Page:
Book Review: Radio Silence

6 Min Read

Ahmed Mayeesha Reza Agomoni

Radio Silence is about living your life for yourself and beautifully depicts how meeting society’s and parents’ expectations might feel like a burden that one carries around their shoulders for the entirety of their academic life.

We follow Frances Janvier, an Ethiopian-British high achieving teenager who is dead set on getting into a prestigious university that she has craved for as long as she can remember and believes that her future lies in academia. Throughout the book, Frances accompanies Aled Last, who is the creator of her favourite YouTube podcast, Universe City, that garners thousands of fans as we go on. Labeling Universe City as her “favourite YouTube podcast” would be an understatement because this is the thing that has been keeping her sane and true to her “quirky” self, which she successfully hides from the rest of her school friends.

Frances and Aled work together to make episodes of Universe City and soon, she understands that she and Aled are like two peas in a pod. Frances’ arc around wanting to be seen and her journey to university is amazing. Even though Aled is not the narrator, his parallel journey around his own abuse and depression is equally fascinating. While the focus of this book is the bond that Frances and Aled share and how they are dealing with academic pressure, one can really discern the depth of the other characters – Daniel Jun, Raine Sengupta, Carys Last, and the amount of thought put into each of their emotional journeys.

There is something that is too undisputedly millennial about this book. And it is not only the music references and the mention of memes, but the exploration of loss and detachment from the world, the parental abuse, feeling the need to revolve your life around academic success, just working and grinding to reach this particular goal and the desperate plea to have someone just listen is aptly portrayed in this book.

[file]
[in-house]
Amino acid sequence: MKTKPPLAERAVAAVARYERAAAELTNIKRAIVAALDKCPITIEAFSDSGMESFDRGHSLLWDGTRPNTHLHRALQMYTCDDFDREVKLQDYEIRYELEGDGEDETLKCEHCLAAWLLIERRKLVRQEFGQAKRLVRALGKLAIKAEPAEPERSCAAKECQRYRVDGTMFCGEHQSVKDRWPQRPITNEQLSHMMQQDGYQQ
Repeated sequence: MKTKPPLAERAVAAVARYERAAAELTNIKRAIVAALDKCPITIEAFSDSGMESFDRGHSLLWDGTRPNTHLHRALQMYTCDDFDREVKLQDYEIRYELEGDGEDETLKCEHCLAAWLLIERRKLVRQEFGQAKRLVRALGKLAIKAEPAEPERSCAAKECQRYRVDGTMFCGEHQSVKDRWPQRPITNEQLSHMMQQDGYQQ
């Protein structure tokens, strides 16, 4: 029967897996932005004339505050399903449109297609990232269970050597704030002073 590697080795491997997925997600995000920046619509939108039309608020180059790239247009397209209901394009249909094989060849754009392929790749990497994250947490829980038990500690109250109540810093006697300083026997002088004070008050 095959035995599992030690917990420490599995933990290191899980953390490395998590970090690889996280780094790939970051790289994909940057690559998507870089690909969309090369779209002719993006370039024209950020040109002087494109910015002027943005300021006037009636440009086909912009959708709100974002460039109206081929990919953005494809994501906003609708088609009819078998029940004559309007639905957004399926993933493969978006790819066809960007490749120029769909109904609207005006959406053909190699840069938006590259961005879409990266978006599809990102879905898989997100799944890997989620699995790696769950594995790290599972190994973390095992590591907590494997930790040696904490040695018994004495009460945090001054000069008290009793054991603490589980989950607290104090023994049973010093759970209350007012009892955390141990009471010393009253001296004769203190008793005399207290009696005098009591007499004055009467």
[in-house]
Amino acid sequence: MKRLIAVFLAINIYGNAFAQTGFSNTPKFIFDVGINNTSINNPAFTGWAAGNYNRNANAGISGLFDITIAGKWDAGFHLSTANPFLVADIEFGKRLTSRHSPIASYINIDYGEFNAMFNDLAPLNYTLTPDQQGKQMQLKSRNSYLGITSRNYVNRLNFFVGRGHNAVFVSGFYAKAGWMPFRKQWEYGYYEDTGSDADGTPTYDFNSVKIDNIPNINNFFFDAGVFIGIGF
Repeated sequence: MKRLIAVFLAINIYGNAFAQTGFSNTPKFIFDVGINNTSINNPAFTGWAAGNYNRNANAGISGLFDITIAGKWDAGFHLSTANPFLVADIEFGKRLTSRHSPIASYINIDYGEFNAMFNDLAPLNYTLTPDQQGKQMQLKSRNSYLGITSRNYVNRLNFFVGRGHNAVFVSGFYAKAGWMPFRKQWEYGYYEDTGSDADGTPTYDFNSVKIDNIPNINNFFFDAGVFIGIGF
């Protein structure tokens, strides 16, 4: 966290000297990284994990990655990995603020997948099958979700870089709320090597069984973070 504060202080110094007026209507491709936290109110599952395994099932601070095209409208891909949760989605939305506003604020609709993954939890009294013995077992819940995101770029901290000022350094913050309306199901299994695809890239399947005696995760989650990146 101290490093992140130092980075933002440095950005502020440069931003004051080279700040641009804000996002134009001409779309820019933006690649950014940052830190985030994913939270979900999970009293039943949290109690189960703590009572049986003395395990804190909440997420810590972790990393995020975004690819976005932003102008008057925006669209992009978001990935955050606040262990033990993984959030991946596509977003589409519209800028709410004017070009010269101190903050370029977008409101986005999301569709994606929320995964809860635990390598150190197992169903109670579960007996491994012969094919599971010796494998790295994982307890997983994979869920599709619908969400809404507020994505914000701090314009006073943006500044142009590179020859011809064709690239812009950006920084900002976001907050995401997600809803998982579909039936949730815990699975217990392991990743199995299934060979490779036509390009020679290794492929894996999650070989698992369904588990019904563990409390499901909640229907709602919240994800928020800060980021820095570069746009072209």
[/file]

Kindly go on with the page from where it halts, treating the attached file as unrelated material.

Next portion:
There is a diverse cast of characters and literally every lead character is queer. But it is not put in a way that is in your face and I love this book so much that I feel like I might not be doing it justice by mentioning that all of the main leads are queer, because some might think the author was trying too hard to be divergent when she really was not. It is very authentically expressed in the book that the characters just happen to have different sexual orientations. So, I am going to slide this crumpled 40 dollars across the table to you as a bribe to buy the book and a cup of tea to keep you extra warm and cozy.

The dialogue is organic rather than forced and the themes seem universally relatable. The platonic relationship between Frances and Aled, which is substantially established at the start, is so pure and genuine that my heart goes soft even thinking about it. For instance, my favourite dialogue from the book is and I quote,

-“And I’m platonically in love with you.”
-“That was literally the boy-girl version of ‘no homo’, but I appreciate the sentiment.”

Alice Oseman truly captures the essence of internet fandom—how it can be solicitous as well as malignant, and how it affects the creators’ lives along the way. A lot of the conflict was about academic pressure and how one feels like you have to fit in this mould that the society has handed to you. There was an undeniably unifying effect on Frances’ daily struggles, and weirdly enough, even though all of the characters had different obstacles to overcome, I could really perceive and relate to each of them. What is too beautiful about this book is, the message in it is universal. It tells you that it is okay to not feel like you have to live by the “societal norms” and to relish life as you deem fit.

I am going to give this book four and three quarters space blankets out of five space blankets from the warehouse. Holler at me ([email protected]) because I really need someone to fangirl with.


TW: suicide ideation, depression, emotional abuse and animal cruelty.


Agomoni has a bittersweet relationship with speaking Java and convincing her parents to watch soap operas and YouTube with her.

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